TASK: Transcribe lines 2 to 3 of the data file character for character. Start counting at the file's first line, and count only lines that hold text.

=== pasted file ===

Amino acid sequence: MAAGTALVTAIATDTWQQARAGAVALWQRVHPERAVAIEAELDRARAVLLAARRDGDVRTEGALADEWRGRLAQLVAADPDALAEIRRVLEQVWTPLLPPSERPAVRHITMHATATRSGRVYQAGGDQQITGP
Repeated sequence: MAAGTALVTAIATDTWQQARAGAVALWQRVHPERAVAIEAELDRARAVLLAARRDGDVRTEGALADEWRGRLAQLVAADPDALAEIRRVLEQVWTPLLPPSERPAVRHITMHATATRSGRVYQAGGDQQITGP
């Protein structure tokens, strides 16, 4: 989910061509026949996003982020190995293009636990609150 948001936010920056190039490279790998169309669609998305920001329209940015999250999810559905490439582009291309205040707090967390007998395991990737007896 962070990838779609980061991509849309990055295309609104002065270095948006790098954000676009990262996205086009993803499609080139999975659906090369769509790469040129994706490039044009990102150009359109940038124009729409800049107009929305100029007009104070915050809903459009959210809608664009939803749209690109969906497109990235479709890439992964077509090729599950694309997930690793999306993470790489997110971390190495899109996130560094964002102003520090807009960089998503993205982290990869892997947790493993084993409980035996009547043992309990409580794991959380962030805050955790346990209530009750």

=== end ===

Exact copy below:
Repeated sequence: MAAGTALVTAIATDTWQQARAGAVALWQRVHPERAVAIEAELDRARAVLLAARRDGDVRTEGALADEWRGRLAQLVAADPDALAEIRRVLEQVWTPLLPPSERPAVRHITMHATATRSGRVYQAGGDQQITGP
């Protein structure tokens, strides 16, 4: 989910061509026949996003982020190995293009636990609150 948001936010920056190039490279790998169309669609998305920001329209940015999250999810559905490439582009291309205040707090967390007998395991990737007896 962070990838779609980061991509849309990055295309609104002065270095948006790098954000676009990262996205086009993803499609080139999975659906090369769509790469040129994706490039044009990102150009359109940038124009729409800049107009929305100029007009104070915050809903459009959210809608664009939803749209690109969906497109990235479709890439992964077509090729599950694309997930690793999306993470790489997110971390190495899109996130560094964002102003520090807009960089998503993205982290990869892997947790493993084993409980035996009547043992309990409580794991959380962030805050955790346990209530009750």